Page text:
Tens of thousands of war-weary refugees and migrants are on the move from Syria to Europe. And soon some will be coming to the United States per order of President Barack Obama. But "not nearly enough," said representatives of Oxfam America.
The organization had asked the US to open its door even wider. The announcement by the State Department that it plans to increase the number of visas for refugees from 70,000 per year to 100,000 by 2017 comes on the heels of appeals by Oxfam and other US-based non-governmental organizations. Syrians may be the principal beneficiaries of expanded refugee numbers to the US.
Oxfam America is part of a consortium of international humanitarian organizations in the US that implored the White House two weeks ago to increase the number of Syrian refugees it plans to let into the country from 10,000 to 100,000.
“In recent years, we’ve been taking in about 70,000 refugees from around the world,'' said Noah Gottschalk, Oxfam's senior policy adviser for Syria. "We’ve accepted several million people over the last few decades as refugees from around the world. So in that context 10,000 is really just a drop in the bucket.”
Refugees in the US in recent years have come from Afghanistan, Eritrea, Sudan, Somalia and Iraq, with just a trickle from Syria.
With the new policy, the White House will now likely accept more Syrian refugees than they’ve agreed to so far. The United Nations has supplied the US with the names of nearly 17,000 Syrians for possible resettlement consideration in the US.
But some, notably Rep. Peter King (R-NY) the head of the House Subcommittee on Counterterrorism and Intelligence, have warned of the prospect of terrorism fomented by underground members of radical Islamist groups.
Veryan Khan, editorial director of the anti-terrorism research organization TRAC, tells WGBH that there have been six reported incidents of the Islamic State trying to infiltrate Europe by hiding among refugees.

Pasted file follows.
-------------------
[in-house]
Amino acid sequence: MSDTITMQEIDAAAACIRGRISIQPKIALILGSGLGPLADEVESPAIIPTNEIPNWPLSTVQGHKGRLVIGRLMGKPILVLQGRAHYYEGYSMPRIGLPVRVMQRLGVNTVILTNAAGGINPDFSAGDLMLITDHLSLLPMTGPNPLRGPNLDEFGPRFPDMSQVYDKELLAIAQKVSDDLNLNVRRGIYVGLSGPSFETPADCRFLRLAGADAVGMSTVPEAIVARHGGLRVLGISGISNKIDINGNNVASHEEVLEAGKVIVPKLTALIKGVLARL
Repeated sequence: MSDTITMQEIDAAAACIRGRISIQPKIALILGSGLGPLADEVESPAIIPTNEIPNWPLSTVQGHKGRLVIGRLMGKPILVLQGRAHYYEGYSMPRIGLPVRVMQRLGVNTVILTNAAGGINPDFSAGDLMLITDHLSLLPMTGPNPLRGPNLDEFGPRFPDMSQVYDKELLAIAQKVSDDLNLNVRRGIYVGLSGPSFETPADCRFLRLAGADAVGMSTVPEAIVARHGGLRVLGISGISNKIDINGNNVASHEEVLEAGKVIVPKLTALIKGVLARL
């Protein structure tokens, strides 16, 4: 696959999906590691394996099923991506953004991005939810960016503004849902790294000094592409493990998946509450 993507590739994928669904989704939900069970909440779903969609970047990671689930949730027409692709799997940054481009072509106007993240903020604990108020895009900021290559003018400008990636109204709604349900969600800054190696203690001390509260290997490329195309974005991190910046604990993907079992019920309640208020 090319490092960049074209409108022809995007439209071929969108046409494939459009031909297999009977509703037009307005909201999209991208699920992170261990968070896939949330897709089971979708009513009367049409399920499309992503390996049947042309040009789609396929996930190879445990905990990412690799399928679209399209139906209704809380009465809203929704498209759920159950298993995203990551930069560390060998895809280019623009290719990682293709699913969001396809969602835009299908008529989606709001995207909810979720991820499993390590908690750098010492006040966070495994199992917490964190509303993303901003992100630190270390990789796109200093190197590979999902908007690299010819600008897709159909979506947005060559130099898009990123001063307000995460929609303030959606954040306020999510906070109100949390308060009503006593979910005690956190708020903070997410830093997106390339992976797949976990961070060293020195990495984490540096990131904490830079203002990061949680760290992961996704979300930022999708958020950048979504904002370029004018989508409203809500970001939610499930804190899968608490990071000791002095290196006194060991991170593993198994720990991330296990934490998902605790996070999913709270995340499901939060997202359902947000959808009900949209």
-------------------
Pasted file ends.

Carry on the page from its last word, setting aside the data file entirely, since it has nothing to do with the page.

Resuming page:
“We’re hearing stories from these private smugglers that they are smuggling small amounts of jihadists returning home.”
Khan says the US could face a similar problem with jihadists trying to enter the US under the guise of refugees. But Oxfam America’s Gottschalk says the threat level is low.
“A whole number of government agencies are confident that they’re not going to pose a threat, and I think what’s really important to remember is that the people who are eligible for resettlement are people who’ve often had to flee from those very groups themselves from the violence that they’ve seen in their country. “
Khan doesn't disagree.
“It cannot be overstated enough, the proportion of cases that have been reported of known Islamic State fighters hidden within the migrant community is minuscule in comparison to the numbers of legitimate migrants who are fleeing a war zone.”
But Khan adds that at the same time the threat cannot be ignored.
As many as 2,000 Syrian refugees could eventually be resettled in Massachusetts in places like Norwood, which has an established Syrian-American community. Oxfam America representatives said the US refugee vetting process is so strict that there would be little chance that anyone would pose a danger.